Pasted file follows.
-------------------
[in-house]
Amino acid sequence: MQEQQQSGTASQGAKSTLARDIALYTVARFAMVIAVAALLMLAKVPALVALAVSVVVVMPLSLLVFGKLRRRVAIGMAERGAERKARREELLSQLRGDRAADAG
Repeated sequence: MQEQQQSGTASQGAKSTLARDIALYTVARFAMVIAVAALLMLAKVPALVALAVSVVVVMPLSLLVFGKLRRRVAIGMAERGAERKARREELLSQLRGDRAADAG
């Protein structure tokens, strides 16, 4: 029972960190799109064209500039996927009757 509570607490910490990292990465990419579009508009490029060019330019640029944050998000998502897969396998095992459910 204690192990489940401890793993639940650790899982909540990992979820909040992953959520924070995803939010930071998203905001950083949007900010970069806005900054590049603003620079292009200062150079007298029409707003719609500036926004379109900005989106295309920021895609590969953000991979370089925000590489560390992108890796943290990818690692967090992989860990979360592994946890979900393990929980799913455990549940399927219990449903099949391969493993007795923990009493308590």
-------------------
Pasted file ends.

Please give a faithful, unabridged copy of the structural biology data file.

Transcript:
[in-house]
Amino acid sequence: MQEQQQSGTASQGAKSTLARDIALYTVARFAMVIAVAALLMLAKVPALVALAVSVVVVMPLSLLVFGKLRRRVAIGMAERGAERKARREELLSQLRGDRAADAG
Repeated sequence: MQEQQQSGTASQGAKSTLARDIALYTVARFAMVIAVAALLMLAKVPALVALAVSVVVVMPLSLLVFGKLRRRVAIGMAERGAERKARREELLSQLRGDRAADAG
């Protein structure tokens, strides 16, 4: 029972960190799109064209500039996927009757 509570607490910490990292990465990419579009508009490029060019330019640029944050998000998502897969396998095992459910 204690192990489940401890793993639940650790899982909540990992979820909040992953959520924070995803939010930071998203905001950083949007900010970069806005900054590049603003620079292009200062150079007298029409707003719609500036926004379109900005989106295309920021895609590969953000991979370089925000590489560390992108890796943290990818690692967090992989860990979360592994946890979900393990929980799913455990549940399927219990449903099949391969493993007795923990009493308590």